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What really matters is not what you know but knowing what to look for.
Software Engineer, Entrepreneur, Writer
The way that we learn has fundamentally changed with the introduction of tech, internet & web.
With new programming languages, everyone gets to reset at 0.
If you have impostor syndrome, people who are very confident can make you feel worse.
A little doubt about what you know can be a good; it gives you room to assess and learn more.
Lesson: Overcoming Impostor Syndrome with Alicia Liu
Step #5 Opening: What really matters is not what you know but knowing what to look for
I think the way that we learn has fundamentally changed with the introduction of technology, internet and the web and so on, because it's no longer about how much you know. The thing is that you can always know it by looking it up. The thing that really matters are do you know what to look for? It doesn't really matter if you have this stuff in your head or not. You can just go reference it. Everyone knows that when you're coding you just have stack overflow and you're just looking things up anyway. But how you know you're good or not is whether you can tell whether a stack overflow answer is actually correct or not, whether it applies to your specific situation or not, and which of the many answers is actually the right one for you.
It's more about selecting and picking the right answer than knowing the right answer, so being able to discover the right answer. I think getting validation from people that you trust and actually believing them. When people tell you you're good, just accept it. Don't make excuses; just be like, "Hey, I'm good."
I think one of the most helpful things, as someone who is more experienced or further along in their career is to show people who are just coming up that you make mistakes too and that you're totally human and that they can probably teach you things that you don't know, especially in tech. At WWDC that's going on right now, they just announced Swift and everyone's making jokes about how all these iOS engineers who have six years of experience, gone. There's a new programming language and everybody gets to reset starting at zero. Of course, all that experience still matters but it just shows you can actually be an expert in this new language because it's completely new.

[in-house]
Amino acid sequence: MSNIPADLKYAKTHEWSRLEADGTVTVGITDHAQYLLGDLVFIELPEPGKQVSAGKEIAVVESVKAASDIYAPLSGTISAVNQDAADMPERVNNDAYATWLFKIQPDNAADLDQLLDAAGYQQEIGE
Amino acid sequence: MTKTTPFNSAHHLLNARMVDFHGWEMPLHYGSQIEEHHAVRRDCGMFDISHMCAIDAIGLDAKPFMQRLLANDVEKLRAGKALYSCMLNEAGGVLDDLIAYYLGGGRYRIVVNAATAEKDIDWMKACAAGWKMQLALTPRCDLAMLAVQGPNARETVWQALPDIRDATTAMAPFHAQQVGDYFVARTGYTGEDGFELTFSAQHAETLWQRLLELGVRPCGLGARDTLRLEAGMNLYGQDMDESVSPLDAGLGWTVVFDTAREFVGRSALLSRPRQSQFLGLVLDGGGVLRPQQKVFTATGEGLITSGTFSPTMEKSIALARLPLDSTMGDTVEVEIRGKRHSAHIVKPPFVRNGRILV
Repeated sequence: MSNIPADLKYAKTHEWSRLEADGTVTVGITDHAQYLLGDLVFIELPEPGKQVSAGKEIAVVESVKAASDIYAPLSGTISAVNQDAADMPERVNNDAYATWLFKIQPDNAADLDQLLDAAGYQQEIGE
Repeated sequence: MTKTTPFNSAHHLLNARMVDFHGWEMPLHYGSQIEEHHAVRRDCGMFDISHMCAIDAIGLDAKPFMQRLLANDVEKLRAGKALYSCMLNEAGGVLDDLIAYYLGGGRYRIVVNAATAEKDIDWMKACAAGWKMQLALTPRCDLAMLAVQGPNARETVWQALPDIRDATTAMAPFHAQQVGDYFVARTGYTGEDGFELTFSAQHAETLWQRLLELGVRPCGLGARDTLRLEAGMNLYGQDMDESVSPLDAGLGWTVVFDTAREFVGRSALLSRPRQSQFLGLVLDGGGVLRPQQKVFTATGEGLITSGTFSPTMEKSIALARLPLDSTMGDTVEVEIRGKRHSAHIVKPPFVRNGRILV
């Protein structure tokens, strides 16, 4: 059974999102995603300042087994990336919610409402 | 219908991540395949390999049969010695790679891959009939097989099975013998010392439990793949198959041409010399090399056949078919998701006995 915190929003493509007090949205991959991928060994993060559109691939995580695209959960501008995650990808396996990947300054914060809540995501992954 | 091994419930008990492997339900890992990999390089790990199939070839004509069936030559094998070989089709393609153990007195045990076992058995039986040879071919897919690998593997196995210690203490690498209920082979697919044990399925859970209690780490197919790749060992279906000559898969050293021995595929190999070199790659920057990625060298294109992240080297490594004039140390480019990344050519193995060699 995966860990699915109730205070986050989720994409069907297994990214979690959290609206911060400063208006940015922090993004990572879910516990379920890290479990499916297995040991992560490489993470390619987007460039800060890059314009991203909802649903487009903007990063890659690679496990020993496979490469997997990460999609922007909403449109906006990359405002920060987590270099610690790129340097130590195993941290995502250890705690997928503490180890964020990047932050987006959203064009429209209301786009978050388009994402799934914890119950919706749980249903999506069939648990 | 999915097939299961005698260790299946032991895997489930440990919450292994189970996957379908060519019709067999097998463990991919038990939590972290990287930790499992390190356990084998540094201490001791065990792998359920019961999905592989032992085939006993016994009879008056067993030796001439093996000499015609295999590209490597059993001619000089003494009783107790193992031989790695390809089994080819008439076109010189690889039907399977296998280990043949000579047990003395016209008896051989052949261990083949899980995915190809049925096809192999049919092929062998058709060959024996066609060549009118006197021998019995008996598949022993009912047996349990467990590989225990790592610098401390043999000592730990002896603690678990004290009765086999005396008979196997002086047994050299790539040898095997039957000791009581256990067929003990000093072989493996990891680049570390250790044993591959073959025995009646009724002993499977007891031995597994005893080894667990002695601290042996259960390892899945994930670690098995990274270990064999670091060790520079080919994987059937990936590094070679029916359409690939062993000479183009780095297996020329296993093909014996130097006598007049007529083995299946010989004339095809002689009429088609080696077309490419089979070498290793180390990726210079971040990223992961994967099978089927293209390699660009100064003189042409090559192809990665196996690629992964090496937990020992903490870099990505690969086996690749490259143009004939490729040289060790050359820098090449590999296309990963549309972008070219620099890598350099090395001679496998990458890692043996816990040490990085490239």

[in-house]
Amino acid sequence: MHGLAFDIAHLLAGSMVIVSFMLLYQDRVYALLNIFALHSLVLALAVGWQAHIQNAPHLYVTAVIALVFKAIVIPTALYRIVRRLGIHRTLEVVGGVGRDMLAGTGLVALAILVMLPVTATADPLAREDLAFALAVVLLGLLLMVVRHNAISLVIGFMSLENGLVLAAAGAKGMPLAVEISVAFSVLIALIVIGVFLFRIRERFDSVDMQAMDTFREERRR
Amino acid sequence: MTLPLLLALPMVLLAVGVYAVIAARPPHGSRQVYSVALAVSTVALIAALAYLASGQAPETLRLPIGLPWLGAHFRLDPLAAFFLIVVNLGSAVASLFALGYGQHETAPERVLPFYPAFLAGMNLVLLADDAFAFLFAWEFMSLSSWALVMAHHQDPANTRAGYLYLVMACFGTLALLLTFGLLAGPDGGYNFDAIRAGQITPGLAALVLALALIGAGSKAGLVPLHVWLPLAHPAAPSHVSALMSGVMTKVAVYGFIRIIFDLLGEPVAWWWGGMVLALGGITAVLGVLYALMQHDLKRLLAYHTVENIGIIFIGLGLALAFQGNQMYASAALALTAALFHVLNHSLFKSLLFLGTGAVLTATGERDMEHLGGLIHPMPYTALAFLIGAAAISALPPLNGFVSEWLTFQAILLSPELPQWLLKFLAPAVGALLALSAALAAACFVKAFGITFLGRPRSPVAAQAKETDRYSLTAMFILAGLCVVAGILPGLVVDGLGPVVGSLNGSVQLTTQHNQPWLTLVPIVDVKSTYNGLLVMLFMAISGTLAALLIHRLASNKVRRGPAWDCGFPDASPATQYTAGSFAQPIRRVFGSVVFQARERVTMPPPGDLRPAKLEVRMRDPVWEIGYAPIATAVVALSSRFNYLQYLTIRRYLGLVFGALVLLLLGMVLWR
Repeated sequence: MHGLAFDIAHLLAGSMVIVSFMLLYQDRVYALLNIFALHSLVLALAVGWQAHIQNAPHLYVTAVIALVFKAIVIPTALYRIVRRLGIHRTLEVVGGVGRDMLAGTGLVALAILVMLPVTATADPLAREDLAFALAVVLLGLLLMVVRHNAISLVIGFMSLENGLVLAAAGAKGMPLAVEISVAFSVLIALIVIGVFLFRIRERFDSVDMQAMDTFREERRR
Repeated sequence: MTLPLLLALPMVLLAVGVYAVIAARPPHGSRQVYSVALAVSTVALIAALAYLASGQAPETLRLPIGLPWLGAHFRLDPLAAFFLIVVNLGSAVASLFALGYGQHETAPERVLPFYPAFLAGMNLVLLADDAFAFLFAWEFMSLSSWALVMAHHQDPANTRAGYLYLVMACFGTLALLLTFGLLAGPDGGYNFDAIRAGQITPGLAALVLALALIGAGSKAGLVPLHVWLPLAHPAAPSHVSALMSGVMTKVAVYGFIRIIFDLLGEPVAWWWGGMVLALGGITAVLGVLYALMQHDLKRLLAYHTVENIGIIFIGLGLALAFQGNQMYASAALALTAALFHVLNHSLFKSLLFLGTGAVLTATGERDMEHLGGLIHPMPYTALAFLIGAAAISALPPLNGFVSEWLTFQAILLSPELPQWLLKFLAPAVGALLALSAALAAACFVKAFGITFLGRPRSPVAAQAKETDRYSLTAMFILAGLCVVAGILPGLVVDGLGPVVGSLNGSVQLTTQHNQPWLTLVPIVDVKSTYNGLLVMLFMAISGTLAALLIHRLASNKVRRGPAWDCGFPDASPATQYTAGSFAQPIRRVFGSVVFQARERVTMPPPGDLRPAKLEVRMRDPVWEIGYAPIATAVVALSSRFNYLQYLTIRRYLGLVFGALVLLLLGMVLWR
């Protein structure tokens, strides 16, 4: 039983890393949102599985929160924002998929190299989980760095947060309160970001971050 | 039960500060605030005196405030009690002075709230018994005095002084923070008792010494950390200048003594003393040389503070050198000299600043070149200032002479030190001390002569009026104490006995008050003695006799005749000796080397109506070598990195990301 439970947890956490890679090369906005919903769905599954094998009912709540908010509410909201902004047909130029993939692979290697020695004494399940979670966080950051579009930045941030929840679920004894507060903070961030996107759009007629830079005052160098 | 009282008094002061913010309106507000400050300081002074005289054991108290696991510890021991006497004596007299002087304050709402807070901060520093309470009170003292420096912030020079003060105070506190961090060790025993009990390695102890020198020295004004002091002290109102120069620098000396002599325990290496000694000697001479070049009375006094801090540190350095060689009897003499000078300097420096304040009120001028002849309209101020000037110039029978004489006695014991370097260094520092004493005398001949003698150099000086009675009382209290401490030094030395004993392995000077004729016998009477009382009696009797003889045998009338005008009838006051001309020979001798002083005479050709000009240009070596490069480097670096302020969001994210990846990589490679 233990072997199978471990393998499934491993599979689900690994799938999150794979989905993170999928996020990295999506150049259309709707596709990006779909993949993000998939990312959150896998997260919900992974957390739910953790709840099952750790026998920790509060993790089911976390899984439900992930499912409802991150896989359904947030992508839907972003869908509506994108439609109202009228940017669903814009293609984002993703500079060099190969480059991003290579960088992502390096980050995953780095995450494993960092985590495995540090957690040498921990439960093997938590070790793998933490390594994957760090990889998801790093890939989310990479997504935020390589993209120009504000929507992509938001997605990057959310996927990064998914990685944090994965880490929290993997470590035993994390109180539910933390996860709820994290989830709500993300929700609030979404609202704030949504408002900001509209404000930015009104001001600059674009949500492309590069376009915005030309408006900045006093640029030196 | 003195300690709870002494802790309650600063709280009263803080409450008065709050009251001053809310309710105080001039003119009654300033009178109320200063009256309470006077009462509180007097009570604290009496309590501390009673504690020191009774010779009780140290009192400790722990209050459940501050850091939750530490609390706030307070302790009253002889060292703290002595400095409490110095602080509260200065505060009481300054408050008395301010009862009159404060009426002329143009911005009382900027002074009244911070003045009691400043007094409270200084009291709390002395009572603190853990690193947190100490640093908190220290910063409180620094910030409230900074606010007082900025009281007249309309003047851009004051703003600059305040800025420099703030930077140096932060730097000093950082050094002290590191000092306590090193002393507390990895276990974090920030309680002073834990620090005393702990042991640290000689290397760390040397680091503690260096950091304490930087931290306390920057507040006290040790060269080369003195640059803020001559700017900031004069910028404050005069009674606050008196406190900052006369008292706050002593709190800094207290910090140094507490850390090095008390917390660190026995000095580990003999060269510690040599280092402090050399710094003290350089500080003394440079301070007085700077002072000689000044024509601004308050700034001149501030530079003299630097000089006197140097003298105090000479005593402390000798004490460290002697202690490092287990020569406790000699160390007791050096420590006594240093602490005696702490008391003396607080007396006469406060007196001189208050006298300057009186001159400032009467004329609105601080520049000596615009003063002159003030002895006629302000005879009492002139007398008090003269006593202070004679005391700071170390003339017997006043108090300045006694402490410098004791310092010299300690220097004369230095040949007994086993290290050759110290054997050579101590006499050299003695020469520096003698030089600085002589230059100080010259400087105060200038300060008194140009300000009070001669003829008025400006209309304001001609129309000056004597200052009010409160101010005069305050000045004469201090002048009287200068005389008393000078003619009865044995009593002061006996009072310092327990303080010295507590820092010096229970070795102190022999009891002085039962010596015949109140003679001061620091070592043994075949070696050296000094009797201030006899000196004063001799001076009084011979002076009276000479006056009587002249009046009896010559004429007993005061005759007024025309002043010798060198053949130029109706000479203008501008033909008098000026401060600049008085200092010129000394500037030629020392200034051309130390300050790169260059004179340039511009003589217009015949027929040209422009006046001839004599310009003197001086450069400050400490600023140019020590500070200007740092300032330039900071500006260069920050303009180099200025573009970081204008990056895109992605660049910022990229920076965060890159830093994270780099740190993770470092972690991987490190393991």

I think we should definitely limit the negative effects of Impostor Syndrome but we're never going to be able to completely remove the psychological things that we have in our brains. Just to be able to recognize it, talk about it, share our own experiences, and being able to help others or recognize this in others and affirming them or reassuring them.
Often times, especially if you have Impostor Syndrome, people who are very confident can make you feel even worse because they're just so confident in their knowledge and experience, and you're like, "Oh well I don't feel the same way, I'm not sure I'm right," but I think that's actually really good. I think that it's good to have some doubt about your knowledge and what you think you know, because then it gives you room to learn more, to assess whether it's actually true or not or whether you've been wrong before. Whereas if you are overly confident, then you don't give yourself that room. You just go “Okay well I already know, I'm already the best," so then there is not that room. So that's another way in which Impostor Syndrome could actually be helpful.
Definitely not being afraid to show ignorance, I think it feels more scary than it actually ends up being, because we don't want to be seen as being ignorant. But normally when you actually show that you don't know something, then it's an opportunity for learning. Often times, other people don't know either. So, if you are willing to do that, then other people can let their guards down and then can be like, "Actually I didn't know about this or tell me more about that." Then, you can actually learn more versus just everyone already going, "Okay I already know all this stuff, nothing to see here."